Part of the problem with this topic is that mere statistical analysis is insufficient in making this determination. We're working with imperfect information fairly often. Is the player hiding an injury, or is the team hiding the severity of that injury? After the infamous B.J. Ryan injury last year, I take almost any positive news on a player injury with an extra grain of salt; and yet, I still want to believe the best when it comes to my own players. But you're right - the unknown here is huge. For that matter, the big gap for me is the ability to evaluate pitching mechanics and to otherwise dabble in physical scouting. We can all watch the radar readings and see if they correspond with what a pitcher usually throws, but after that, I'm usually at a loss.


Still, I'll be watching Sabathia and Oswalt closely tonight.


I'm far more willing to give a struggling hitter the benefit of the doubt than I am a struggling pitcher. But then again, I trust hitters a lot more on Draft Day too. But with your list of hitters, they're all on my buy-low list. Maybe David Ortiz is the one guy that I'm afraid of, because of his knee operation over the season and his drop in power. As far as Pence and Tulowitzki (and Ryan Braun, for that matter), I want my opponents to keep talking up the concept of a "sophomore slump." Do you really think that such an animal exists? It's alliterative, and makes for an easy explanation to talk away a slot start, but I'm not buying it. If anything, such a slump should have manifested itself over the second half of their rookie seasons, when they had already been exposed to major league pitchers for an extended period of time.


I agree with your assessment on the Royals - they have been exceptionally fortunate so far. Greinke is going to settle down to earth eventually - but I wonder what is "true" level is anyhow? As you alluded, the pedigree and the stuff is there, and he did have a fantastic second half last year. The Royals' bullpen (Hideous Nomo notwithstanding) has been excellent this year, and that helps out quite a bit, though both Bannister and Greinke threw complete games their last time out.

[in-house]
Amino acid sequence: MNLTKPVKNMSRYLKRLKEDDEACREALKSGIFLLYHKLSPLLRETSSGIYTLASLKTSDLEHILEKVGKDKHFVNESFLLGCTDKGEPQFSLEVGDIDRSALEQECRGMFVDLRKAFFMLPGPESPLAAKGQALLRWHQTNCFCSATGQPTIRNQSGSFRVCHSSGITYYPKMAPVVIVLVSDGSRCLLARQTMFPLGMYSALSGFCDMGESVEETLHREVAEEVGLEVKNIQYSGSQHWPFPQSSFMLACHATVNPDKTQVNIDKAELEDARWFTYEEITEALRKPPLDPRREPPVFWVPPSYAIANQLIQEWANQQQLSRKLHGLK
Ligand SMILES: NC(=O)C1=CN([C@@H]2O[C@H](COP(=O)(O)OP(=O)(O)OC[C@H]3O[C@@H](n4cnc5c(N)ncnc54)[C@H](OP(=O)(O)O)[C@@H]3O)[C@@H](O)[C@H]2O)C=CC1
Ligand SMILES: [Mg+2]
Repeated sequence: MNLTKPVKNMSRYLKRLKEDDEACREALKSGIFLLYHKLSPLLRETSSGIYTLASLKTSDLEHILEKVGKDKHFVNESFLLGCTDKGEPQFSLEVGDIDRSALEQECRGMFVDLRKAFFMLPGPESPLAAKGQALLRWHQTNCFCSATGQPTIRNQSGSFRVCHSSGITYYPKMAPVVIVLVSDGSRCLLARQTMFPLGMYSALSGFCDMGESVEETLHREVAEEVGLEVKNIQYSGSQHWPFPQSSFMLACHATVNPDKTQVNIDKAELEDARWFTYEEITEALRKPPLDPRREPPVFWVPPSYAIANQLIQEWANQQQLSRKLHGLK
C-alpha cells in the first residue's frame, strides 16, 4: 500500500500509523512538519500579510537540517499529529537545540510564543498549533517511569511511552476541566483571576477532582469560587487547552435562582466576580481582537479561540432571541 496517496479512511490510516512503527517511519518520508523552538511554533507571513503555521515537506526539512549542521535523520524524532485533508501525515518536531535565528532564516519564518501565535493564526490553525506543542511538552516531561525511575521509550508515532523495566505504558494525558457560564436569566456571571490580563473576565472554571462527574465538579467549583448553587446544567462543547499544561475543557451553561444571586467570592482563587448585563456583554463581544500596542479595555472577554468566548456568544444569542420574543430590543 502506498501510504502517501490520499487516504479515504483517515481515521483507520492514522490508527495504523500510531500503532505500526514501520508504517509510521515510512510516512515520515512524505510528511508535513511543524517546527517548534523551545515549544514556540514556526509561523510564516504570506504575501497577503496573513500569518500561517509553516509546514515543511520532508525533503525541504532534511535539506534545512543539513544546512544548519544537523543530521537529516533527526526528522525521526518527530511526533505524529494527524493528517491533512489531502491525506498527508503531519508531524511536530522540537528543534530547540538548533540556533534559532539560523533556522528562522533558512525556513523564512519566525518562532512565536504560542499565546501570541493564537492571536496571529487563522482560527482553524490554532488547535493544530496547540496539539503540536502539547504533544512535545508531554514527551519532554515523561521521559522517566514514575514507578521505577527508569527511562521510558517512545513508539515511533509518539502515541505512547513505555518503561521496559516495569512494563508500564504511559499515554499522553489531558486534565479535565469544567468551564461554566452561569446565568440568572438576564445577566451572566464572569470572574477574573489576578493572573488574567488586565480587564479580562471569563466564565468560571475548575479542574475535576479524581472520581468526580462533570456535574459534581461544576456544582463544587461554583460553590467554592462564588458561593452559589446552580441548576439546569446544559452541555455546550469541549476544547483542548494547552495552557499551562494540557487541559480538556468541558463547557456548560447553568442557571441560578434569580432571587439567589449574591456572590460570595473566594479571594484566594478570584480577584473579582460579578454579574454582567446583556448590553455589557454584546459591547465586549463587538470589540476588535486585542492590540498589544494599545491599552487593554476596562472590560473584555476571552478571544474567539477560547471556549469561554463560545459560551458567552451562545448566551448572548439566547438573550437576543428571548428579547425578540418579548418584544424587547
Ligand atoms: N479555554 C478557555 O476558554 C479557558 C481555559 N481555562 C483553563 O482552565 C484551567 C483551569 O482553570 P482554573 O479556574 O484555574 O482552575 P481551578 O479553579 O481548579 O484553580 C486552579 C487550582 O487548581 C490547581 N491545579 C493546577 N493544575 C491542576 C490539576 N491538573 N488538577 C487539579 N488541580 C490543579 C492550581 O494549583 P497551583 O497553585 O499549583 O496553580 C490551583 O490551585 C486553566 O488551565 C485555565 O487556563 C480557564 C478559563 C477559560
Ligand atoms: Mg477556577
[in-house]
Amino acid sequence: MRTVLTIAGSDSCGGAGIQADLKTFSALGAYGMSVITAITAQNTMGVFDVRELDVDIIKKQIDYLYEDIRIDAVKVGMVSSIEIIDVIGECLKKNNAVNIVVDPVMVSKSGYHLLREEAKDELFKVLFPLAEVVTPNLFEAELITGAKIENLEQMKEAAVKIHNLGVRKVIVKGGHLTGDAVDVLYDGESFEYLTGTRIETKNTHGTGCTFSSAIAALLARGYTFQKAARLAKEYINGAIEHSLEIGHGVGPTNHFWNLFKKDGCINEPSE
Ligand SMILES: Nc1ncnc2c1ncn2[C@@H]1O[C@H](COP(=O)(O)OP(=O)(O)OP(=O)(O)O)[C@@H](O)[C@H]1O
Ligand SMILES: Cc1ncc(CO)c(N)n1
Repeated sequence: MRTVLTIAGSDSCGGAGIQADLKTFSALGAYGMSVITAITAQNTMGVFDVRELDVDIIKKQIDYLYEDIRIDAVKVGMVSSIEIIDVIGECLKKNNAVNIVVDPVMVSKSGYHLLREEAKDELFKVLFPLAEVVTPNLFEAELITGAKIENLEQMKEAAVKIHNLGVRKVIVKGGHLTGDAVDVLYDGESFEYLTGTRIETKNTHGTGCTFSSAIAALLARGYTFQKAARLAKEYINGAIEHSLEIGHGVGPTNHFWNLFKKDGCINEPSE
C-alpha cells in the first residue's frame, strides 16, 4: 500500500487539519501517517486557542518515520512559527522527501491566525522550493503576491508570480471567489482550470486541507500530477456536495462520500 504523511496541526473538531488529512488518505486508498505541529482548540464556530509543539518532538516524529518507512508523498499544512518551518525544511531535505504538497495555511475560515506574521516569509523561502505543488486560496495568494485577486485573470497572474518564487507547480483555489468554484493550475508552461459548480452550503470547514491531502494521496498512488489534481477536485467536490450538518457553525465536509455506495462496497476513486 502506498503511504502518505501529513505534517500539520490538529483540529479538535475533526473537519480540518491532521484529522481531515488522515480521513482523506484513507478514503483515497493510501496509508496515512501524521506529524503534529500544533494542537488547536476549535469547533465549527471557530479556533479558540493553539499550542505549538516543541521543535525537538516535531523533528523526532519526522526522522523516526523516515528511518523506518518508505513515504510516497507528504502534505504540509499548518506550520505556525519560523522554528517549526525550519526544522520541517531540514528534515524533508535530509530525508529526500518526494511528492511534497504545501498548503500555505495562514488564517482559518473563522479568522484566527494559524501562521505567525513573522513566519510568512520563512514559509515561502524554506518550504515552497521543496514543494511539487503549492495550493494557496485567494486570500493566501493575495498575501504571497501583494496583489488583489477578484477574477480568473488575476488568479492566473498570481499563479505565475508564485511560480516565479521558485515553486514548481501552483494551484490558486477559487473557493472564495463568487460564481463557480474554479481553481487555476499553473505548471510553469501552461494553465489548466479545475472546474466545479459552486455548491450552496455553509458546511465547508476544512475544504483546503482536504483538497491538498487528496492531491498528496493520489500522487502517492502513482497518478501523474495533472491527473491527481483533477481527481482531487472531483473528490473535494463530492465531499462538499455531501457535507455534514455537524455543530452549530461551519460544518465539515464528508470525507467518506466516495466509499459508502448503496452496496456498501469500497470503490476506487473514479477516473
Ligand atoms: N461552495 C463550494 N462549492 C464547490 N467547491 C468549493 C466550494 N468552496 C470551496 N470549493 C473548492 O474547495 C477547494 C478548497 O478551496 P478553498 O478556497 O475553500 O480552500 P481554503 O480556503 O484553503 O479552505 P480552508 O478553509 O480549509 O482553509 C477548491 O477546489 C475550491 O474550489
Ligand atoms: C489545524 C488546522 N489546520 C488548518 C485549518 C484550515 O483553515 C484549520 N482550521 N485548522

Otherwise, our differences here aren't too stark. There's a chance that Saunders could have improved some - it looks like he's throwing harder, later into games this year. But I'm not yet completely sold. We've both discussed Oswalt. I want to know why his strikeouts have declined. He's still throwing 93 mph in tonight's game, so I don't think it's a degradation of his velocity, compared to Zito. So maybe you're right that Halladay is the more apt comparison.


Anyhow, enjoy the tonight's games by those starters. I see Sabathia has already served up a homer tonight. That "buy low" price might have just gotten lower.


----Original Message-----
From: Christopher Liss
Sent: Wednesday, April 16, 2008 5:50 pm
To: jeff@rotowire.com
Subject: Re: Charging

I'm on record against the existence of "the sophomore slump" as a cause of a second-year player's struggles. Sophomore is another name for second-year player, slump is another name for struggles. It doesn't add anything. It's like the doctor who made up chronic fatigue syndrome:

"Doctor, I'm tired all the time."

"Well, you must have chronic fatigue syndrome."

"Really, what does that mean?"

"It means you're tired all the time."

And that's the point - until we know what causes the fatigue or the slump, just renaming it doesn't advance the ball. It's non-analysis, and we know this because some sophomores have great seasons.

As for those players, I think Pence is most likely to struggle. He was a good, but not great prospect who came out of the gate on fire last year, and I'm not sure you can count on his steals. I'd be selling if I had him for 90 cents on the dollar.

Article first appeared 4/16/08



I'm on record against the existence of "the sophomore slump" as a cause of a second-year player's struggles. Sophomore is another name for second-year player, slump is another name for struggles. It doesn't add anything. It's like the doctor who made up chronic fatigue syndrome:


"Doctor, I'm tired all the time."


"Well, you must have chronic fatigue syndrome."


"Really, what does that mean?"


"It means you're tired all the time."


And that's the point - until we know what causes the fatigue or the slump, just renaming it doesn't advance the ball. It's non-analysis, and we know this because some sophomores have great seasons.


As for those players, I think Pence is most likely to struggle. He was a good, but not great prospect who came out of the gate on fire last year, and I'm not sure you can count on his steals. I'd be selling if I had him for 90 cents on the dollar.

Article first appeared 4/16/08